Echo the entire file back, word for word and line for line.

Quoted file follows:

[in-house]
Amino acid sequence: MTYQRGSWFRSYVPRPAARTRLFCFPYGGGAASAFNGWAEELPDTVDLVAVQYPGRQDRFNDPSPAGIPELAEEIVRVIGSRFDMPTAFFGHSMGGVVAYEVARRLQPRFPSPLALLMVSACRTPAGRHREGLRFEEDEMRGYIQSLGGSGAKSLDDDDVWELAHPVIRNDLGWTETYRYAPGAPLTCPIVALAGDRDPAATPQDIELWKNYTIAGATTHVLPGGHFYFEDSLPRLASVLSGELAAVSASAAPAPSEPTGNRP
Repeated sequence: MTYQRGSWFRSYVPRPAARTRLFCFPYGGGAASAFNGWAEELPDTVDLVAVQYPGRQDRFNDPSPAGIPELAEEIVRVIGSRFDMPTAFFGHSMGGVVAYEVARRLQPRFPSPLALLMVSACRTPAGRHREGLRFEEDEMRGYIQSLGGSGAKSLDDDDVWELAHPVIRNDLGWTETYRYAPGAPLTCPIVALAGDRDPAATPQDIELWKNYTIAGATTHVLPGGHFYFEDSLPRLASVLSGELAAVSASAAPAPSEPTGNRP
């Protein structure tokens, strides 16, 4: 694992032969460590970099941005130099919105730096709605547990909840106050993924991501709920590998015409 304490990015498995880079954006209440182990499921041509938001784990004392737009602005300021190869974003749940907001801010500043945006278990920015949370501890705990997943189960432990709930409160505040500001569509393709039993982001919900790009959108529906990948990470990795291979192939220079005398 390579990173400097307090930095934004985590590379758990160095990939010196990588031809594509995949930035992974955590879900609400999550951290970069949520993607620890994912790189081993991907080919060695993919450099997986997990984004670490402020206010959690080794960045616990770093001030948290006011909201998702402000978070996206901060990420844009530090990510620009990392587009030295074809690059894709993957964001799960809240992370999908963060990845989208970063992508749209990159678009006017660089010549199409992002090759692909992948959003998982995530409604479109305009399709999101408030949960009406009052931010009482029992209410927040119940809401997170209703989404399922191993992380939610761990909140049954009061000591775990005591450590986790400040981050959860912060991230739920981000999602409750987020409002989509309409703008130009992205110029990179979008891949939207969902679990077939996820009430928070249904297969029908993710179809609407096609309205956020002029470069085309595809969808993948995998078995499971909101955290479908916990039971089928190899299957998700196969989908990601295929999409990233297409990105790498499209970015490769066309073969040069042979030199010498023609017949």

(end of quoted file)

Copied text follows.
[in-house]
Amino acid sequence: MTYQRGSWFRSYVPRPAARTRLFCFPYGGGAASAFNGWAEELPDTVDLVAVQYPGRQDRFNDPSPAGIPELAEEIVRVIGSRFDMPTAFFGHSMGGVVAYEVARRLQPRFPSPLALLMVSACRTPAGRHREGLRFEEDEMRGYIQSLGGSGAKSLDDDDVWELAHPVIRNDLGWTETYRYAPGAPLTCPIVALAGDRDPAATPQDIELWKNYTIAGATTHVLPGGHFYFEDSLPRLASVLSGELAAVSASAAPAPSEPTGNRP
Repeated sequence: MTYQRGSWFRSYVPRPAARTRLFCFPYGGGAASAFNGWAEELPDTVDLVAVQYPGRQDRFNDPSPAGIPELAEEIVRVIGSRFDMPTAFFGHSMGGVVAYEVARRLQPRFPSPLALLMVSACRTPAGRHREGLRFEEDEMRGYIQSLGGSGAKSLDDDDVWELAHPVIRNDLGWTETYRYAPGAPLTCPIVALAGDRDPAATPQDIELWKNYTIAGATTHVLPGGHFYFEDSLPRLASVLSGELAAVSASAAPAPSEPTGNRP
């Protein structure tokens, strides 16, 4: 694992032969460590970099941005130099919105730096709605547990909840106050993924991501709920590998015409 304490990015498995880079954006209440182990499921041509938001784990004392737009602005300021190869974003749940907001801010500043945006278990920015949370501890705990997943189960432990709930409160505040500001569509393709039993982001919900790009959108529906990948990470990795291979192939220079005398 390579990173400097307090930095934004985590590379758990160095990939010196990588031809594509995949930035992974955590879900609400999550951290970069949520993607620890994912790189081993991907080919060695993919450099997986997990984004670490402020206010959690080794960045616990770093001030948290006011909201998702402000978070996206901060990420844009530090990510620009990392587009030295074809690059894709993957964001799960809240992370999908963060990845989208970063992508749209990159678009006017660089010549199409992002090759692909992948959003998982995530409604479109305009399709999101408030949960009406009052931010009482029992209410927040119940809401997170209703989404399922191993992380939610761990909140049954009061000591775990005591450590986790400040981050959860912060991230739920981000999602409750987020409002989509309409703008130009992205110029990179979008891949939207969902679990077939996820009430928070249904297969029908993710179809609407096609309205956020002029470069085309595809969808993948995998078995499971909101955290479908916990039971089928190899299957998700196969989908990601295929999409990233297409990105790498499209970015490769066309073969040069042979030199010498023609017949």